CHARLESTON, SC (WCSC) – Long before Don Cornelius took us on a funky ride on “Soul Train”, a local Channel 5 program featured black artists and their music. This show was called “Jump Time”. It was created and hosted by Charleston native Arthur Ellison. The show was inspired by Dick Clark’s “American Bandstand”.
“Teenagers would come on set and dance, there was a live interview and entertainment,” Ellison’s daughter, Dawn Ellison Kendrick, said.
“Whatever R&B number one was at the time, he was playing it during the show, people came from all over. He had about 50 to 60 people in the studio dancing to the music,” state Rep. Wendell Gilliard said.
The show transformed Ellison into a local celebrity.
“It had become so popular that just walking down the street with him, people would stop and ask him for an autograph, that’s how popular it was,” Kendrick said.
Unfortunately there are no pictures, but Ellison started hosting “Jump Time” on Channel 5 WCSC in 1960 on Saturday afternoons.
“Marvin Gaye and Tammy Terrell, some celebrities were actually on the show, James Brown and Sam Cooke,” Kendrick said.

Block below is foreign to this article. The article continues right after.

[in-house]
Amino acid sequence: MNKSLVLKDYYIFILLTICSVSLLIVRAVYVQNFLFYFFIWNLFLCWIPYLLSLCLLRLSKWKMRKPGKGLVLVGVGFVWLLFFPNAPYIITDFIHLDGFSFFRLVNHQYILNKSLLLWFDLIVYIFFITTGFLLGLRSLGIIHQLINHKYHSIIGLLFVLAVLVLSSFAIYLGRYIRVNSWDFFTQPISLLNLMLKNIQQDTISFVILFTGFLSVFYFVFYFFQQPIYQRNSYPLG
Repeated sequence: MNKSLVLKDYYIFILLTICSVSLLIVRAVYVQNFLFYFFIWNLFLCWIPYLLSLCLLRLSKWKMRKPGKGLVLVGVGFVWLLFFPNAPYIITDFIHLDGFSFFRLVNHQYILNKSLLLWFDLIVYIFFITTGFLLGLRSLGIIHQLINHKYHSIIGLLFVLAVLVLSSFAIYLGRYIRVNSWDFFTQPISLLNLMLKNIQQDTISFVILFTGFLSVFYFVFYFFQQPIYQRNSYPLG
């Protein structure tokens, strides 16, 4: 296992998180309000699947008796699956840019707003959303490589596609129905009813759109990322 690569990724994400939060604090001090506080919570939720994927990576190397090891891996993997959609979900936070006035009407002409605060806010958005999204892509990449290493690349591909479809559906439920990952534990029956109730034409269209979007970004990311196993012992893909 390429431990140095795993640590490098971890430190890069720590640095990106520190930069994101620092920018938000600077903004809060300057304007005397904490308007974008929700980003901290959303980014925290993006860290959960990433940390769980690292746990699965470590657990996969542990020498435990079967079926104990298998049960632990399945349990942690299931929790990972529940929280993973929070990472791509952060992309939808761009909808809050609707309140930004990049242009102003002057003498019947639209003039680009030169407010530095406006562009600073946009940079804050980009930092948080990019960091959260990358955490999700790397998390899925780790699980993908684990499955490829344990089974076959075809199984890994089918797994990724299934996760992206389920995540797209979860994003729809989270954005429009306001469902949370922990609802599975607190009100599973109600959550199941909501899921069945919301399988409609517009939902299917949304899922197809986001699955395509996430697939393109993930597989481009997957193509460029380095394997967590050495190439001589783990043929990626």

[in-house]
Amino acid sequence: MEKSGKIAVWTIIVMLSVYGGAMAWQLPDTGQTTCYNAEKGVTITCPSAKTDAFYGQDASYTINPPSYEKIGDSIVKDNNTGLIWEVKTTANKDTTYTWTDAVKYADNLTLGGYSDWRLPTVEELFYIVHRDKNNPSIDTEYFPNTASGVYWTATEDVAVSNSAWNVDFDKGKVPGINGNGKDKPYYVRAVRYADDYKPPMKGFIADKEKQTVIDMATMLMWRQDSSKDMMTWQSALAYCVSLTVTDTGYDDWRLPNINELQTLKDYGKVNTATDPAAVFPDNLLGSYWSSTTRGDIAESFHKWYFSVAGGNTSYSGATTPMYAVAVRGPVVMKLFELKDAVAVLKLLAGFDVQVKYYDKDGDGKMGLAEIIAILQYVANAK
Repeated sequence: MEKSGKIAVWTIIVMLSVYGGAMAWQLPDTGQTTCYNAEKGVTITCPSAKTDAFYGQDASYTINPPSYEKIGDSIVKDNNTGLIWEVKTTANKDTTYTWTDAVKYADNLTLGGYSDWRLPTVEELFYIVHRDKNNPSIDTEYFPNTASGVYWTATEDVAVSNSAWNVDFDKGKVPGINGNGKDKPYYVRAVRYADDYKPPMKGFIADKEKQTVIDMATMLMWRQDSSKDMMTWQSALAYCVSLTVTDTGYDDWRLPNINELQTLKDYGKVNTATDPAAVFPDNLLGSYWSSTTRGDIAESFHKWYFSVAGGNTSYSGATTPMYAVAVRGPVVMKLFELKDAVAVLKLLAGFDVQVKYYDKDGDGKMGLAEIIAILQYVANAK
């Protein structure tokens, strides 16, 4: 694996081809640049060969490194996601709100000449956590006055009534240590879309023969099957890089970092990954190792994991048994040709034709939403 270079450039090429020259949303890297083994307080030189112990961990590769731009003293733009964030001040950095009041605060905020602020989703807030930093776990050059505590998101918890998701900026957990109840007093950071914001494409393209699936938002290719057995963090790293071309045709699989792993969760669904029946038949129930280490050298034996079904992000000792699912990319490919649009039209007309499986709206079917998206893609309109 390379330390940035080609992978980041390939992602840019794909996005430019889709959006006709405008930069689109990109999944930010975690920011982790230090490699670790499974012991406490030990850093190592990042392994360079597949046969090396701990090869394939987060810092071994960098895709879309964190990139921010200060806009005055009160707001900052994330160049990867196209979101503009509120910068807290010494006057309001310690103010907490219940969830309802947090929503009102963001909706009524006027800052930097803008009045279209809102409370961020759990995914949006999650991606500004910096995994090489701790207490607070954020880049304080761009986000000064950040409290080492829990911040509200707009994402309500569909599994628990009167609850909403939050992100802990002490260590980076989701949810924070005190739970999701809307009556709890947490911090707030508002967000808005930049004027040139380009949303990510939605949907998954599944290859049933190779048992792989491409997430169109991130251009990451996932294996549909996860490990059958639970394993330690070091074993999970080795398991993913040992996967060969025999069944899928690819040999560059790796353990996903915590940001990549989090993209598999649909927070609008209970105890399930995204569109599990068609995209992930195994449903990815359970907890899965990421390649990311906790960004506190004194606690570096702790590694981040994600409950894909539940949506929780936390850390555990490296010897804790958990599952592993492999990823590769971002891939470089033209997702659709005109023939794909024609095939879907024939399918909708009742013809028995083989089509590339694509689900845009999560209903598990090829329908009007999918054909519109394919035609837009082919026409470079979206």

“He had the same process and the same method that he followed every Saturday he used to come, everyone gathered around the TVs and they were sitting in the living room, I don’t care where you live “, said Gilliard. .
Gilliard watched like a child as the show aired live from Channel 5’s original downtown studio on East Bay Street. He says Ellison was an inspiring force in the black community.
“’Doing things bigger than what we are’ were the words he always said to us before continuing. That you have to think bigger than you are,” Gilliard said.
Although refined and confident in public, Kendrick says in private, her father spoke softly.
“He was a big kid in our household. I had three brothers and he played with them and he took us to the park. And my dad, I never heard my dad raise his voice,” Kendrick said.
Ellison was living in Atlanta when he died on July 31 at the age of 94.
“I think my dad was a good role model, he was an icon. And he showed the black community that she could do and be whatever she wanted to be,” Kendrick said.
Ellison created three shows in all, but all ceased airing in 1971.
He graduated from high school at the Avery Normal Institute and is a graduate of South Carolina State College in Orangeburg.
Before starting Jump Time, he was a decorated veteran and later became a businessman.
He was awarded Silver Star and Bronze medals, as well as Purple Heart for injuries he suffered while serving in the military. His remains were cremated. He will perform his military service on August 29 in Atlanta.
You can read his obituary by clicking on the link.
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